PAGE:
Table

TABLE 1— Demographic Characteristics of Sample of Male High School Athletes and Recent Abuse Perpetration Toward Heterosexual Dating Partners: Coaching Boys Into Men Trial, California, 2009–2010

TABLE 1— Demographic Characteristics of Sample of Male High School Athletes and Recent Abuse Perpetration Toward Heterosexual Dating Partners: Coaching Boys Into Men Trial, California, 2009–2010

CharacteristicTotal (n=1699),a No. (%)Any Abuse, No. (%)bPPhysical–Sexual Abuse, No. (%)bPEmotional Abuse, No. (%)bP
Total sample276 (16.2)81 (4.8)243 (14.3)
Grade<.0010.62<.001
 9393 (23.1)46 (11.7)16 (4.1)35 (8.9)
 10429 (25.3)63 (14.7)23 (5.4)54 (12.6)
 11413 (24.3)62 (15.0)17 (4.1)57 (13.8)
 12446 (26.3)104 (23.3)25 (5.6)96 (21.5)
Race/ethnicity<.001<.001<.001
 White551 (32.4)60 (10.9)15 (2.7)52 (9.4)
 Non-Hispanic Black403 (23.7)108 (26.8)35 (8.7)96 (23.8)
 Hispanic339 (20.0)47 (13.9)16 (4.7)39 (11.5)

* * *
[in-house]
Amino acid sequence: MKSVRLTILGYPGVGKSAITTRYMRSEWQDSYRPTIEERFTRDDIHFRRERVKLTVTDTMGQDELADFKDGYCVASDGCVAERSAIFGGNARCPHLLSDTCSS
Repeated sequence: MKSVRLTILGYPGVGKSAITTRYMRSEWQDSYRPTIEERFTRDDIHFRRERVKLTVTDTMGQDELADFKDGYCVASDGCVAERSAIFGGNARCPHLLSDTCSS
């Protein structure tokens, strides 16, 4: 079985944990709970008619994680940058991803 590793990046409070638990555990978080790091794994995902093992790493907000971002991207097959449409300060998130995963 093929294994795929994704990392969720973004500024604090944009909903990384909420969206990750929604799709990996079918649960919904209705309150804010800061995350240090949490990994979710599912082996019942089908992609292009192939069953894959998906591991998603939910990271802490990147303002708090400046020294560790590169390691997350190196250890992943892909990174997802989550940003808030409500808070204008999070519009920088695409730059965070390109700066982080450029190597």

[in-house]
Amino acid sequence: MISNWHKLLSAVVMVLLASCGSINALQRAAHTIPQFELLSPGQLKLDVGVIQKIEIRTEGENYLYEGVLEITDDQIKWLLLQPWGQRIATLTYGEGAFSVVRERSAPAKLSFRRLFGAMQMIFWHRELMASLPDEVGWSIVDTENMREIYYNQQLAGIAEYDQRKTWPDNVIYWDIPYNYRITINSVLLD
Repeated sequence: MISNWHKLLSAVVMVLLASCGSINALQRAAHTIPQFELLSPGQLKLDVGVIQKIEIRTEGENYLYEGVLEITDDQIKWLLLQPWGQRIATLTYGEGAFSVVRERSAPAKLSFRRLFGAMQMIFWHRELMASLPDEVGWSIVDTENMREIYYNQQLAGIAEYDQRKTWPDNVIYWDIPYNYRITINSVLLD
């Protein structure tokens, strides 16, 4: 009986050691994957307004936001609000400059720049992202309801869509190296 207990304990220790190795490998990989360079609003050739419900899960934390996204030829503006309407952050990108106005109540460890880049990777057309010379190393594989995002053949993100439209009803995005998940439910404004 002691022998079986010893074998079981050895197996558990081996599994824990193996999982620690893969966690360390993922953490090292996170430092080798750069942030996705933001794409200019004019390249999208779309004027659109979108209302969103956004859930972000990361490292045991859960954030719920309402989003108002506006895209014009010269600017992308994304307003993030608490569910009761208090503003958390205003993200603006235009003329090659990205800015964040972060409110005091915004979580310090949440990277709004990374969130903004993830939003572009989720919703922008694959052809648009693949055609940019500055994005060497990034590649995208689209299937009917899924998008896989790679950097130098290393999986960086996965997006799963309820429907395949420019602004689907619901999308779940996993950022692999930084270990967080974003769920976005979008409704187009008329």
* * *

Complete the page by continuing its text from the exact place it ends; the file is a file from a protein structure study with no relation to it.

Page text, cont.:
Asian131 (7.7)15 (11.5)2 (1.5)14 (10.7)
 Native American/Pacific Islander84 (4.9)11 (13.1)3 (3.6)9 (10.7)
 Other172 (10.1)33 (19.2)9 (5.2)32 (18.6)
Parental education.92.6.89
 Some high school79 (4.7)13 (16.5)1 (1.3)12 (15.2)
 High school graduate300 (17.7)53 (17.7)15 (5.0)45 (15)
 Some college/technical school438 (25.8)74 (16.9)20 (4.6)67 (15.3)
 College graduate457 (26.9)67 (14.7)20 (4.4)60 (13.1)
 Completed graduate school236 (13.9)38 (16.1)13 (5.5)30 (12.7)
 Unknown189 (11.1)31 (16.4)12 (6.3)29 (15.3)
US-born.009.03.04
 Yes1551 (91.3)261 (16.8)80 (5.2)228 (14.7)
 No123 (7.2)10 (8.1)1 (0.8)10 (8.1)

Note. Abuse self-reported in past 3 months. P values determined by χ2 test. The sample size was n = 1699.

aPercentages may not equal 100% because of small amounts of missing data.

bRow percentage.

Predictors of Abuse Perpetration